Mount FSX into AWS ECS EC2 tasks

5 min readJun 2, 2023

I had a system of services running on AWS ECS EC2 instances, and I needed to create an FSX volume and mount the volume into the EC2 instances.

Create the FSX volume from the AWS Console UI
First, navigate the AWS Console UI and create the FSX volume.

How do I mount this volume on to EC2?
The AWS Console UI has an attach button which would print out the command that is needed to mount the FSX volume on to EC2.

Mount command does not work from EC2
The mount command is not working from the EC2 console. Why? These AWS resources are not visible to each other. They need to have networking established. FSX has to be reachable from EC2.

What establishes the networking credentials for EC2?
EC2 instances are being created from an Auto Scaling Group. This Auto Scaling Group has a networking section, which has the subnets specified on it.

What establishes the networking credentials for FSX?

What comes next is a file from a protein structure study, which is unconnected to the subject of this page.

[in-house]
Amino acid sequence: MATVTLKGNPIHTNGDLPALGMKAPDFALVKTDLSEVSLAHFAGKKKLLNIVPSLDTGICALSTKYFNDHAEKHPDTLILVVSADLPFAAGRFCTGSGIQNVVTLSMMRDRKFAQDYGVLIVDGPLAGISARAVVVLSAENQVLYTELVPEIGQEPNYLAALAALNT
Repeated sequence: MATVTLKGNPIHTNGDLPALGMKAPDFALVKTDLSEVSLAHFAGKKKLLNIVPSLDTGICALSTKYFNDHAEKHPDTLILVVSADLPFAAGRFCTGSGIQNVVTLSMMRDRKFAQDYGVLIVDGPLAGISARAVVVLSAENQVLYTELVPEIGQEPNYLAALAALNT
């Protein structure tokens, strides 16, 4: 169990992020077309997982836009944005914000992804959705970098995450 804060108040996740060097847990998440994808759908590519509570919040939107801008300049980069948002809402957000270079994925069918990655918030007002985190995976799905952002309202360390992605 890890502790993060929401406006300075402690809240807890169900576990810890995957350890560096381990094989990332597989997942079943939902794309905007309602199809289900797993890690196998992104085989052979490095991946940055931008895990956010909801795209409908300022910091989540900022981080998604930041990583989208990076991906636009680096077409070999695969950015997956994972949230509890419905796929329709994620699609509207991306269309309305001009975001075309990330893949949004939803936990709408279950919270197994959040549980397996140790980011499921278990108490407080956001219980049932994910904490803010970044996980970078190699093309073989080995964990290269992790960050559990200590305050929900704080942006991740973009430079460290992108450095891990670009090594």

FSX has a networking section which has the subnets.

Ensure that these networking coordinates can connect well
Use the reachability analyzer to check whether FSX can be reached from the EC2. Reachability analyzer is a tool that AWS provides to check whether one AWS resource can network with another AWS resource.

FSX ENI needs to use the same route table as the route table on EC2’s subnet.

Learning one — FSX volume that is created needs to be reachable from EC2
Fix the subnets on the FSX to use subnets that are reachable from the EC2 instances. Confirm reachability using reachability analyzer.